Ghana receives $3bn bailout from the IMF

The IMF has agreed to lend $3bn to Ghana in a bid to strengthen the troubled economy and support the government’s debt restructuring plans.


Image : Adobe Stock / photomaticstudio

IMF staff and the Ghanaian authorities reached agreement on Monday to implement various economic reforms under a three-year arrangement of around $3bn, as the country battles with 40% inflation, a $6bn debt pile and a 50% decline in its cedi currency.

The loan – taken under the Extended Credit Facility in the form of IMF Special Drawing Rights (SDRs) targets macro-economic reforms to restore stability as the West African faces its worst economic crisis in years.

The IMF bailout comes weeks after the government put forward a 2023 budget plan aimed at narrowing its large fiscal deficit, which led to Moody’s downgrading the country’s sovereign credit rating to Ca.

Some of the reforms proposed by the IMF to restructure Ghana’s declining economy include bolstering tax compliance, strengthening public expenditure commitment controls, improving fiscal transparency, improving the management of public enterprises, and tackling structural challenges in the energy and cocoa sectors.

The IMF’s fiscal strategy “relies on frontloaded measures to increase domestic resource mobilisation and streamline expenditure,” said Stéphane Roudet, IMF mission chief for Ghana, who visited Accra for 10 days to discuss the programme with Ghanaian leaders.

“Structural reforms will be introduced to underpin the fiscal strategy and ensure a durable consolidation. These include developing a medium-term plan to generate additional revenue and advancing reforms to bolster tax compliance. This will help create space for growth-enhancing measures and social spending. Efforts will also be made to strengthen public expenditure commitment controls, improve fiscal transparency (including the reporting and monitoring of arrears), improve the management of public enterprises, and tackle structural challenges in the energy and cocoa sectors. The authorities are also committed to further bolstering governance and accountability.”

“In addition, the authorities have committed to strengthening social safety nets, including reinforcing the existing targeted cash-transfer program for vulnerable households and improving the coverage and efficiency of social spending,” he said.

The IMF said the bailout would be subject to approval by its Executive Board. 

“To support the objective of restoring public debt sustainability, the authorities have announced a comprehensive debt restructuring. Sufficient assurances and progress on this front will be needed before the proposed Fund-supported program can be presented to the IMF Executive Board for approval,” said Stéphane Roudet.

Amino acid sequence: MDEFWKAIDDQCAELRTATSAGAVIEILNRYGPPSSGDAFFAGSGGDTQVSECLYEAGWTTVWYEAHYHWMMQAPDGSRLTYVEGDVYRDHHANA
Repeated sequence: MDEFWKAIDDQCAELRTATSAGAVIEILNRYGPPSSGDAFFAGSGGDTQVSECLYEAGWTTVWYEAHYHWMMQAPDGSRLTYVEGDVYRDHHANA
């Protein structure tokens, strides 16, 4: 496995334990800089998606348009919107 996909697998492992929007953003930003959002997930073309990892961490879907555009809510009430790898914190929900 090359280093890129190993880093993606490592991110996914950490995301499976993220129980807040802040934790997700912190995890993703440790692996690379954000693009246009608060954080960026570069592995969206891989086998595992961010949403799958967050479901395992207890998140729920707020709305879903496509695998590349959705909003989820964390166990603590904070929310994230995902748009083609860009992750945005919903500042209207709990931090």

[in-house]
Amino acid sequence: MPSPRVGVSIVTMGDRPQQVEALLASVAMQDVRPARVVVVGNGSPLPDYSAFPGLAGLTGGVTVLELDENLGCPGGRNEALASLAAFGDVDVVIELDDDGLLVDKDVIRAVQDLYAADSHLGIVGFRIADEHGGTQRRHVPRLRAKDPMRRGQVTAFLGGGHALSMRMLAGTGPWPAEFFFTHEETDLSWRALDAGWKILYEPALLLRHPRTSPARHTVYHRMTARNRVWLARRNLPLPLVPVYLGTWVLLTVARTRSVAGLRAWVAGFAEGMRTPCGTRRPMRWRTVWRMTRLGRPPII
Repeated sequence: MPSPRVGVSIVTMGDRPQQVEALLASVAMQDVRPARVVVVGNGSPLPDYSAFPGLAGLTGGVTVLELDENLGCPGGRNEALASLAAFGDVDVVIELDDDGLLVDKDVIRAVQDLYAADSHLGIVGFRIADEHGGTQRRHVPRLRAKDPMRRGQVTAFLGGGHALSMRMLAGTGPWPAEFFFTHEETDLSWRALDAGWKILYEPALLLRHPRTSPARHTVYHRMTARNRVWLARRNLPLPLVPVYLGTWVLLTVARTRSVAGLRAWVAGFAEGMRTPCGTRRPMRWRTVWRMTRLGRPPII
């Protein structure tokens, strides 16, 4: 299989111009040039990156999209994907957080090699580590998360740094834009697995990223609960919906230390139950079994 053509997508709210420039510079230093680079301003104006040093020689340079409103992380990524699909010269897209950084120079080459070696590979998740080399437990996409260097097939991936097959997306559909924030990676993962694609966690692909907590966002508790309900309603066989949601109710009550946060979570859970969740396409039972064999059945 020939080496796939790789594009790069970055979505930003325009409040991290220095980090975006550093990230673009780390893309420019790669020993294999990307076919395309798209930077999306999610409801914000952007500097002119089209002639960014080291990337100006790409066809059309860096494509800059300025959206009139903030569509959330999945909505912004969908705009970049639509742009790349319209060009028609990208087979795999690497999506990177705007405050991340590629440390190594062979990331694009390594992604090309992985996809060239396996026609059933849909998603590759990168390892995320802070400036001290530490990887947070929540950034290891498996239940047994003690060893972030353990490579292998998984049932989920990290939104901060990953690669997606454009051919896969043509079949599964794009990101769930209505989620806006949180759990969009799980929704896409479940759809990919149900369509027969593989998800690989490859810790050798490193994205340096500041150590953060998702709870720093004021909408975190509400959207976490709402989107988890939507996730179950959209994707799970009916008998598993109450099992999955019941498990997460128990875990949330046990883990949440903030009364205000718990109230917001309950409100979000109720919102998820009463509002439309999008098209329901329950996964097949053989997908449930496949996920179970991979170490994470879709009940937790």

Debt Sustainability Assessment to come 

In a Q&A, the IMF also said that a Debt Sustainability Assessment (DSA), conducted jointly by the IMF and World Bank, is expected to determine in the near future whether the government is able to meet all of its current and future payment obligations.

In its 2023 budget plan proposed to parliament on the 24 November, the government asked for the restructuring of both local and foreign currency debts that will likely incur substantial losses for investors. In its 29 November downgrade decision, Moody’s said that the plab had prompted the downgrade. 

“The Ca rating reflects Moody’s expectation that private creditors will likely incur substantial losses in the restructuring of both local and foreign currencies debts planned by the government as part of its 2023 budget proposed to Parliament on 24 November 2022. Given Ghana’s high government debt burden and the debt structure, it is likely there will be substantial losses on both categories of debt in order for the government to meaningfully improve debt sustainability.”

Speaking on the day of the budget announcement, Ghana’s finance minister, Kenneth Ofori-Atta, asked international bondholders to accept a 30% haircut on principal payments in 2023. On 6 December he said asked investors to exchange around $9bn in domestic debt for new bonds maturing between 2027 and 2037, which could result in zero interest coupons in the first year, and then 5% and 10% in the successive years to follow.

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